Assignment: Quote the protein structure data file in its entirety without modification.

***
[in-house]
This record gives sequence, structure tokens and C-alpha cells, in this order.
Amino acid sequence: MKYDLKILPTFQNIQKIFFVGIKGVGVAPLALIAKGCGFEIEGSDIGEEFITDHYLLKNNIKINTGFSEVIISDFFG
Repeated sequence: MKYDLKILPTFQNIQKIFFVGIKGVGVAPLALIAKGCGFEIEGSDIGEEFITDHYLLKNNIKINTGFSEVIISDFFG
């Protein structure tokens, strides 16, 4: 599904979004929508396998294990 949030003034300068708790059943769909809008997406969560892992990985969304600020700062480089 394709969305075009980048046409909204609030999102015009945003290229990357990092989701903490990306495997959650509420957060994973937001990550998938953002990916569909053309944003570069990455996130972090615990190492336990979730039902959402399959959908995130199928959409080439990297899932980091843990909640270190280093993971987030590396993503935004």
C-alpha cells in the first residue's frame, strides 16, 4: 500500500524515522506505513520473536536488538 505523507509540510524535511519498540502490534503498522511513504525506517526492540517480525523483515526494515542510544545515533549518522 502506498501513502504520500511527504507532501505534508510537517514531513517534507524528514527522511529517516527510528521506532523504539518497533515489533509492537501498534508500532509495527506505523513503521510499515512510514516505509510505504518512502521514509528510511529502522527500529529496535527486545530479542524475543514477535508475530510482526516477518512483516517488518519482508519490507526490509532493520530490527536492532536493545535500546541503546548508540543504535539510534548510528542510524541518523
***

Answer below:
[in-house]
This record gives sequence, structure tokens and C-alpha cells, in this order.
Amino acid sequence: MKYDLKILPTFQNIQKIFFVGIKGVGVAPLALIAKGCGFEIEGSDIGEEFITDHYLLKNNIKINTGFSEVIISDFFG
Repeated sequence: MKYDLKILPTFQNIQKIFFVGIKGVGVAPLALIAKGCGFEIEGSDIGEEFITDHYLLKNNIKINTGFSEVIISDFFG
């Protein structure tokens, strides 16, 4: 599904979004929508396998294990 949030003034300068708790059943769909809008997406969560892992990985969304600020700062480089 394709969305075009980048046409909204609030999102015009945003290229990357990092989701903490990306495997959650509420957060994973937001990550998938953002990916569909053309944003570069990455996130972090615990190492336990979730039902959402399959959908995130199928959409080439990297899932980091843990909640270190280093993971987030590396993503935004």
C-alpha cells in the first residue's frame, strides 16, 4: 500500500524515522506505513520473536536488538 505523507509540510524535511519498540502490534503498522511513504525506517526492540517480525523483515526494515542510544545515533549518522 502506498501513502504520500511527504507532501505534508510537517514531513517534507524528514527522511529517516527510528521506532523504539518497533515489533509492537501498534508500532509495527506505523513503521510499515512510514516505509510505504518512502521514509528510511529502522527500529529496535527486545530479542524475543514477535508475530510482526516477518512483516517488518519482508519490507526490509532493520530490527536492532536493545535500546541503546548508540543504535539510534548510528542510524541518523